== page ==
Taoist temple to get HK$140 million revamp

PUBLISHED : Thursday, 03 April, 2008, 12:00am
UPDATED : Thursday, 03 April, 2008, 12:00am
 

Wong Tai Sin's Taoist temple is to receive a HK$140 million revamp to boost its capacity by a third and construct the biggest hall of its kind in China.

Sik Sik Yuen - a Taoist, Buddhist and Confucian charity organisation that runs the temple - has revealed details of the revamp, which begins this month, for completion by 2010.

The project will be funded by Sik Sik Yuen investment income, and there are plans to raise several million dollars more from the faithful to fully finance the project.

Sik Sik Yuen chairman Lee Yiu-fai said the organisation was confident that fund-raising for the project was secure, and that the refurbishment would boost the image of the temple and promote better understanding of Taoism.

'We have been thinking about the revamp for several years, since the introduction of solo travel across the border,' Mr Lee said. 'We wish to use a civilised, modern way to introduce Taoism to tourists and locals.'

The main temple, where the portrait of deity Wong Tai Sin is located, will be expanded with a continuous platform constructed outside, boosting the area where visitors may burn joss sticks and worship.

A 660 square metre underground Lord of the Year and Age Hall, or Huen Sun Hall, will also be built, featuring 60 Taoist deities and an overhead glass dome with Chinese astrology maps lit up by LED systems.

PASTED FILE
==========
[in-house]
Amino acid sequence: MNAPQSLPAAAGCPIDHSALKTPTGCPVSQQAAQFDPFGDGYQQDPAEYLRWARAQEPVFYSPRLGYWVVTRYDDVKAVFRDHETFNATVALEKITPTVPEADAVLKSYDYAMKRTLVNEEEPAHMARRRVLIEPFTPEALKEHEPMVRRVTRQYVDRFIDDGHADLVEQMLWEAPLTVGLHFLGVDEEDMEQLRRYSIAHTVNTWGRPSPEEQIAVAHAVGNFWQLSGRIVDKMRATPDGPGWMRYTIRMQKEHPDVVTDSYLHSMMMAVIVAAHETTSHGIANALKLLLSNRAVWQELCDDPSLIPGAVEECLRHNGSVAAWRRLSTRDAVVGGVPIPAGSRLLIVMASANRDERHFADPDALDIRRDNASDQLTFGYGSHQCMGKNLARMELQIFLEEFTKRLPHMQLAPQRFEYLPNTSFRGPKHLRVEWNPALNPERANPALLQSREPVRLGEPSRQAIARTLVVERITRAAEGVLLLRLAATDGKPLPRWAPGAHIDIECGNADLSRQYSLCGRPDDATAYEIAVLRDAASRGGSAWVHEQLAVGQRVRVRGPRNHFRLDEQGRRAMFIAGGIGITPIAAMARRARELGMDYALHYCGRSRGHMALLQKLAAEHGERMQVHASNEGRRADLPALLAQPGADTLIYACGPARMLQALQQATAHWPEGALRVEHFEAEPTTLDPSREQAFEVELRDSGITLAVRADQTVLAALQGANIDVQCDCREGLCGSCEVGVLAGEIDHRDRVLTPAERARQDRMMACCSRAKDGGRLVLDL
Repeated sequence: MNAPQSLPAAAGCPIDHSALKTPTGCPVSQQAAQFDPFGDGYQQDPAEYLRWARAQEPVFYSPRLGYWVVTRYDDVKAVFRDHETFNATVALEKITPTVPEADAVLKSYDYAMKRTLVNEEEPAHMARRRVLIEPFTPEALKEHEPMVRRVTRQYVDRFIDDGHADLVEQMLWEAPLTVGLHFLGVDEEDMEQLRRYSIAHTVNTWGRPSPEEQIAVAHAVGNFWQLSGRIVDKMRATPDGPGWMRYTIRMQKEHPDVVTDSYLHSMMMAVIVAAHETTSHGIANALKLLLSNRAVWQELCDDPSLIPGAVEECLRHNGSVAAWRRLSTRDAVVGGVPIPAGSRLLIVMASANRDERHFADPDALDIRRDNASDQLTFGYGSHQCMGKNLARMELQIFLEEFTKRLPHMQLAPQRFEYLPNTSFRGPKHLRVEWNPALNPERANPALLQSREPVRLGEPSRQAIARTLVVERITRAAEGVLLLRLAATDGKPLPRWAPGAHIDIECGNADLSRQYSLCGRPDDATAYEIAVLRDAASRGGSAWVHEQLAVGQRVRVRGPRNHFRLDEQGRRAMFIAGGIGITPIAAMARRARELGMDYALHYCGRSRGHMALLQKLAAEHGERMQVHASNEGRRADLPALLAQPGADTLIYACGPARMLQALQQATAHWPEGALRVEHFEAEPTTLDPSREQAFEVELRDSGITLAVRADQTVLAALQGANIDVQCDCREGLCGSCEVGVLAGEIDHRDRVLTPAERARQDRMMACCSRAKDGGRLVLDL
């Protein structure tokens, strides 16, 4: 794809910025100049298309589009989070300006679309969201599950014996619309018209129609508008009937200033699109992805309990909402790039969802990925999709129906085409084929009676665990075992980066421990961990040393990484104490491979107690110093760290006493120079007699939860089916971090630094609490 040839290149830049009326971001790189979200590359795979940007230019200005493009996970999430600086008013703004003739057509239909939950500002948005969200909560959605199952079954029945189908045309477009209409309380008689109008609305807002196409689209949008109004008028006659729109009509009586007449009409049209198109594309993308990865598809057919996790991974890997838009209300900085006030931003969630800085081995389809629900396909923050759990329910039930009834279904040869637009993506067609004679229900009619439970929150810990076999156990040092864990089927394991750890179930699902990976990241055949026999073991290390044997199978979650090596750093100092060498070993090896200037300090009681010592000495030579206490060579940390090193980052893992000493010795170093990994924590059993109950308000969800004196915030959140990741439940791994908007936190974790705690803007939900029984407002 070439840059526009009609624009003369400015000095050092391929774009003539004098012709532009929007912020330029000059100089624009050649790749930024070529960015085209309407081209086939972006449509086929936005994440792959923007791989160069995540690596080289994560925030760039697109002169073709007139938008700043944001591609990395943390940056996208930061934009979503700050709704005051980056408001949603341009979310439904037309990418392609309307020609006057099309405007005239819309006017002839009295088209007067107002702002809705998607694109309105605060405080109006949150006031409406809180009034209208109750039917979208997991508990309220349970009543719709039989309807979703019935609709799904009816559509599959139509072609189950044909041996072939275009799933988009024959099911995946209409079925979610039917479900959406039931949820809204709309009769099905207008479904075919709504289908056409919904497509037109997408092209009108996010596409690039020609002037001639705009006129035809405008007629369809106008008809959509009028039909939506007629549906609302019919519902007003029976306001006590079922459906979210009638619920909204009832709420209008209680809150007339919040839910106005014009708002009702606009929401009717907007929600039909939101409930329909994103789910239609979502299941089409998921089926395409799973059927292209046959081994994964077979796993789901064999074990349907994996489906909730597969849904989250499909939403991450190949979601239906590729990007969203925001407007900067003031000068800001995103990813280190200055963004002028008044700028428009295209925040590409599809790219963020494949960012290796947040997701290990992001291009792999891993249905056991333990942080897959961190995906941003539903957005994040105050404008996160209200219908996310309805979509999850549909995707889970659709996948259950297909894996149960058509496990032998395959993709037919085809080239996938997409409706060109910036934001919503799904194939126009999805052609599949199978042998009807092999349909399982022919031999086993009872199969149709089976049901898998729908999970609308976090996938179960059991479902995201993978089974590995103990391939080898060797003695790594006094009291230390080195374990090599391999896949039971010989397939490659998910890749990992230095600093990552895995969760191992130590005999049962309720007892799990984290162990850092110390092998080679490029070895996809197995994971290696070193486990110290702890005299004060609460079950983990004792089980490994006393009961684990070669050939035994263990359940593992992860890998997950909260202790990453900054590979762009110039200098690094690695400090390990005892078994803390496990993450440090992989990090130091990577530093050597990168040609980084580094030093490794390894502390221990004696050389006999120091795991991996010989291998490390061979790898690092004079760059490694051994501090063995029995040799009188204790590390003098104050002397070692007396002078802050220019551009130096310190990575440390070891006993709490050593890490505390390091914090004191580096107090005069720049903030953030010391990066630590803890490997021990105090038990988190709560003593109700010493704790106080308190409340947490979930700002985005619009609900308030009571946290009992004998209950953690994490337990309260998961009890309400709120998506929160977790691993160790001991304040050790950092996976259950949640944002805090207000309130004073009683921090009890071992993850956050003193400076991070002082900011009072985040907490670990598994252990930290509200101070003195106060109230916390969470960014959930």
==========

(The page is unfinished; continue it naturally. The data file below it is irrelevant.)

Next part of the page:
Other upgrades will include installation of CCTV throughout the complex for better crowd management, and the addition of traditional Chinese architecture elements to existing buildings.

Temple authorities will also enforce curbs on visitors offering over-sized joss sticks and candles to ensure better safety and reduce waiting times.

The Wong Tai Sin Temple was built in the 1930s and has since become a Taoist icon in Hong Kong.

Last year, it attracted more than 5 million visitors, according to Sik Sik Yuen. Every year, on the eve of Lunar New Year, the temple attracts up to 20,000 visitors, all eager to offer the first joss sticks of the year to Wong Tai Sin at the main temple.

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